I am just finishing up the fourth book in my Scandalous Summerfields series today, Lorene’s story. As befitting the title of the series, scandal plays and important role. Lorene has an abhorrence of scandal, but it does seem to follow her wherever she goes.
The was not the first time I’ve written about scandal so today I’m reprising a blog I wrote on the subject in 2008. Scandalizing the Ton, one of my books that came out that year, was what I called my “Regency Paparazzi” story. It was inspired by our present day obsession with celebrities, but we didn’t invent an interest in the rich and famous. Nor did we invent a press willing to do almost anything for some good gossip about them.
The eighteenth and nineteenth centuries abounded with newspapers. Some of them even reported important news, like what was happening in Parliament, social issues, important events. It was during this period that some of journalism’s standards and ethics were beginning to be established, things like not revealing sources, acting as society’s social conscience, which was not always a good idea.
James Leigh Hunt and his brother, John, published serious news in their London newspaper, The Examiner, including calling the government to task for the heavy taxes levied on the people. In 1812, they printed an article criticizing the Prince Regent for his gambling and womanizing and running up huge debts while not doing anything to better the lives of the citizenry. Although what they printed was true, the Hunts were sued for libel and imprisoned for two years. Leigh Hunt continued to edit The Examiner from his prison cell.
In contrast to the responsible and ethical journalism of the Hunts were the newspapers that flourished by reporting the scandals and peccadilloes of the wealthy, the political elite, and the aristocracy. In his wonderful book, Scandal: A Scurrilous History of Gossip, Roger Wilkes gives examples of the eighteenth and nineteenth century love of gossip, and how the newspaper reporters purchased the juicy tidbits from loose-lipped servants and gentlemen and ladies willing to expose their friends. Not only did newspapers purchase gossip, they also blackmailed their potential victims, taking money to not print some embarrassing incident.
They also just made up stories. In Punch Thackeray and his colleague Jerrod parodied that sort of newspaper with their creation of the reporter, Jenkins, who rarely left his humble abode, preferring to invent his stories about the latest shocking antics of important people.
In my opinion the worst of them all was Theodore Hook, a charming and pleasing fellow who came into the Regent’s favor as a very young man, winning a government job at the ocean paradise of Mauritius. Hook lived an idyllic life for four years until a clerk embezzled lots of money that was Hook’s responsibility. He returned to London under a cloud and, in 1820, to make back the income he lost with his government job he started the Sunday newspaper, The John Bull.
Unlike the Hunt brothers, Hook allied himself with the Prince Regent and whipped up scandal and gossip about prominent Whigs. Favorite targets included The Regent’s estranged wife Queen Caroline and the ladies who attended her. One he branded as ‘strangely susceptible to the charms of her own sex’ ; another he accused of having “criminal affection” for a menial servant (Wilkes, 2002).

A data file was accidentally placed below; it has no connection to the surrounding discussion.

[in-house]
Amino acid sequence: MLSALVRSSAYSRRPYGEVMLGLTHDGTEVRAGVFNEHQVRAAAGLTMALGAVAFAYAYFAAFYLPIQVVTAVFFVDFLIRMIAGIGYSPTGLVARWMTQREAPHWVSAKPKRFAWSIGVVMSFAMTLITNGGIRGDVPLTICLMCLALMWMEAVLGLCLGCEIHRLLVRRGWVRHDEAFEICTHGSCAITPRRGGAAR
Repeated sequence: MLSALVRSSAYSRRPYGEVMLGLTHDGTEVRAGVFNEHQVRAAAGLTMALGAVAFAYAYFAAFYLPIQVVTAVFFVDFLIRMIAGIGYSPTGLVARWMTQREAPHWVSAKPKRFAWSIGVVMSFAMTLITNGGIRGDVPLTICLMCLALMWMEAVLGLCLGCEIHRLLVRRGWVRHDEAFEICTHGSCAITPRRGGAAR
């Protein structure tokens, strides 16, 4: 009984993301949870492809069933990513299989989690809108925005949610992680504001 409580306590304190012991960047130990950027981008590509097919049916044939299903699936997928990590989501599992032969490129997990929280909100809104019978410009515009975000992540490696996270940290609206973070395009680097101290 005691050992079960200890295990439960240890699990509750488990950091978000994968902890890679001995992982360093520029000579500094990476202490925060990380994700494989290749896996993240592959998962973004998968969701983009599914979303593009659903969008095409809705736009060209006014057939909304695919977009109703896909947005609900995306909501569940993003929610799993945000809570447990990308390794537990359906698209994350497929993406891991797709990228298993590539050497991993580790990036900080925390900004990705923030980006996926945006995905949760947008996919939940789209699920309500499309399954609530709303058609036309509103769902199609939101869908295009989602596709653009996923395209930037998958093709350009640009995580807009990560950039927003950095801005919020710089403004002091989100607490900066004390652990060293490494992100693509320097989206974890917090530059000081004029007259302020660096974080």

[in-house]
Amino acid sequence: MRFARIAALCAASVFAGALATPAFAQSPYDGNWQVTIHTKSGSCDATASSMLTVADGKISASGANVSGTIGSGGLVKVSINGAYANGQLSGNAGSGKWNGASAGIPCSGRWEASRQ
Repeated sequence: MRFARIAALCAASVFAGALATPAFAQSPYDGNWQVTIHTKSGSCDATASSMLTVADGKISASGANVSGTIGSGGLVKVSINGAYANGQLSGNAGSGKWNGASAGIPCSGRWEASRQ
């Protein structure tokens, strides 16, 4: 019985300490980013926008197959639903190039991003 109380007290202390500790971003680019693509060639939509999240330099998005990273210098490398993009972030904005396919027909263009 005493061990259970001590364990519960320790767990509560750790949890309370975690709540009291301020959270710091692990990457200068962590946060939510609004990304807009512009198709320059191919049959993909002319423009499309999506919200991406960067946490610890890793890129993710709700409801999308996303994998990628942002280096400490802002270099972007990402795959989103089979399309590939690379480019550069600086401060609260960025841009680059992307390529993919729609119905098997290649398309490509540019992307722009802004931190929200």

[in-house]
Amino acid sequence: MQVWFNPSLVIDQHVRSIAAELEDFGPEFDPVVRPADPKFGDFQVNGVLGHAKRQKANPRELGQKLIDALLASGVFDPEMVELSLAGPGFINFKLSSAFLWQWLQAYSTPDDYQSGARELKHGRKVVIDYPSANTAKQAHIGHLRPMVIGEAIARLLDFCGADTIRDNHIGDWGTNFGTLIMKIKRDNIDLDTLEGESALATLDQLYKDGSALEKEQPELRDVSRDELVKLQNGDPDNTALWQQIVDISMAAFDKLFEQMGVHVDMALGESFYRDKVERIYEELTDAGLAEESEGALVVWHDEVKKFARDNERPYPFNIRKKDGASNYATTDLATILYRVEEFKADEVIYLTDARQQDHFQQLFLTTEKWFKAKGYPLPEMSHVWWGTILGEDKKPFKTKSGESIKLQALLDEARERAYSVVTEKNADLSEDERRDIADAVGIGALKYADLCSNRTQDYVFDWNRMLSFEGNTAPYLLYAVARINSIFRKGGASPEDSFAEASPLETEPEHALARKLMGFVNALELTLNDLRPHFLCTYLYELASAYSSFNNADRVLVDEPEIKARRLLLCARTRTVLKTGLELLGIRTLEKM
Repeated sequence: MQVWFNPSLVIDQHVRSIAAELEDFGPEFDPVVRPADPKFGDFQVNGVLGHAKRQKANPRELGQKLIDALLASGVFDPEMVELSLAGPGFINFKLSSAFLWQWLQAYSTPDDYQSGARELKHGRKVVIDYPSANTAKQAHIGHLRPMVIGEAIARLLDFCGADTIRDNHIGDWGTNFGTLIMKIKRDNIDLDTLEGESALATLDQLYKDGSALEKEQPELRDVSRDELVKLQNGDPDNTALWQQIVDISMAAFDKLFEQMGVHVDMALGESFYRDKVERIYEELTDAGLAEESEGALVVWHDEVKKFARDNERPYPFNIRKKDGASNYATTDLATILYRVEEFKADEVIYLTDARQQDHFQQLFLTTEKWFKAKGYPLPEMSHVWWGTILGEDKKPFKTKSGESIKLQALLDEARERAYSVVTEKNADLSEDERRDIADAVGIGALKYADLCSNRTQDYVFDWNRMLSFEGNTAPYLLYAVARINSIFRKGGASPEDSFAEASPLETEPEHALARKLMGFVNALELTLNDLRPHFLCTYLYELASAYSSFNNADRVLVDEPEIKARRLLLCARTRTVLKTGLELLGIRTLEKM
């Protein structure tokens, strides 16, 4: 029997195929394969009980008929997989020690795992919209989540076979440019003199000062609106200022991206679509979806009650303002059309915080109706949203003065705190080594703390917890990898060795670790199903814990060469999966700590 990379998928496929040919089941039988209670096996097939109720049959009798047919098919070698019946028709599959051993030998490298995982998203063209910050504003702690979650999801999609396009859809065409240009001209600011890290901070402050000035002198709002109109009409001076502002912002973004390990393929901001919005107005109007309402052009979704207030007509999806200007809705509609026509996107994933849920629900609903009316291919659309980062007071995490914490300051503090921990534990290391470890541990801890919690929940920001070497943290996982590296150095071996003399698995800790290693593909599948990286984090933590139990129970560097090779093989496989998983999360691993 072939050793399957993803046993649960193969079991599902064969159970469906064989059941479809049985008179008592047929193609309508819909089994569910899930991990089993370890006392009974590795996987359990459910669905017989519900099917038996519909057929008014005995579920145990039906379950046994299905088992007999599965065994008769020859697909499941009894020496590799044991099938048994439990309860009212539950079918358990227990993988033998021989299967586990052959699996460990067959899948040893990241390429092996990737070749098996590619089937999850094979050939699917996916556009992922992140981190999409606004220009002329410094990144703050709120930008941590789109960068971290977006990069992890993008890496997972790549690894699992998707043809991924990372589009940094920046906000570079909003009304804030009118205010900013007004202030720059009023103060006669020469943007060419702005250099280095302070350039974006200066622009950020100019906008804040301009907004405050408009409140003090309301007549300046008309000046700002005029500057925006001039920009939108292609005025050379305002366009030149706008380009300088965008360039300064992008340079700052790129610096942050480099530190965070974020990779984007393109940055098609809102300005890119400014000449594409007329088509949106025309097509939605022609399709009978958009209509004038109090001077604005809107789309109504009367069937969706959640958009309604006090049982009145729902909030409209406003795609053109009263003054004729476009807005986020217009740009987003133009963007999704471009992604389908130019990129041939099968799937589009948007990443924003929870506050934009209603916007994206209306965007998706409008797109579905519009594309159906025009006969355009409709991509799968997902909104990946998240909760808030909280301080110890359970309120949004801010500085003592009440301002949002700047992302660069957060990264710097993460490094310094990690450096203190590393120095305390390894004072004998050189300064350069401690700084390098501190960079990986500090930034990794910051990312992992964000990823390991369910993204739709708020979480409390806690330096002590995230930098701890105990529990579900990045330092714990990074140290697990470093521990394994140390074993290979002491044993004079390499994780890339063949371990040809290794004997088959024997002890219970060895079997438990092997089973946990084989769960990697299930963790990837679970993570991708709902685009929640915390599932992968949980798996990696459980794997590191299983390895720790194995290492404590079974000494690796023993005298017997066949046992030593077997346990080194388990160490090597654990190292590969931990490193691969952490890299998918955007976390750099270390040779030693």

Hook had no qualms about paying servants to betray their employers, but most of what he learned was through his own ears. Hook succeeded in keeping it secret that he was the editor of The John Bull. Because he was well-connected enough to move in high circles, he dug his dirt in anonymity, from the very people who extended him their hospitality. Such inside information had huge appeal and the newspaper flourished.
In this secret position of power, Hook mercilessly pilloried those who crossed him. When suspicion grew that he was the editor of the Bull, Hook even wrote a letter to the editor (himself), protesting that he was not the editor. He was a known prankster. In his most famous prank, The Berners Street Hoax, he wrote 4000 letters calling for tradesmen, delivery men, professional men such as physicians and dentists, potential empoyers, wig-makers, dressmakers, members of Parliament and of the aristocracy, all to descend upon the house of an innocent middle-class woman, Mrs. Tottenham. While the street became clogged with people, Hook and his friend stood by and laughed. All I can think of is what a cruelty this was to all those people who were only going about their ordinary lives. He cost them all time and money and dignity.
When Queen Caroline died The John Bull turned to more serious journalism. Eventually Hook was made to pay for the embezzlement, a huge amount that took all his assets and landed him in debtor’s prison for two years. After prison he turned to writing novels, none of which were particularly distinguished. He continued his high living until his liver gave out and he died at age 53.
In Lorene’s story there isn’t any journalist quite as reprehensible as Theodore Hook, but the shady tactics and irresponsible journalism of the Regency are depicted once again, as I depicted them in Scandalizing the Ton.
The next book in the Scandalous Summerfields series is Genna’s story, Bound By One Scandalous Secret. Watch my website for more news about this new release, coming in print form November 22 and ebook December 1! The cover should be coming soon.
Who else is finishing a book? Are you writing it or reading it? Or both?
Thanks to Scandal: A Scurillous History of Gossip by Roger Wilkes, Atlantic Books, 2002, for most of this information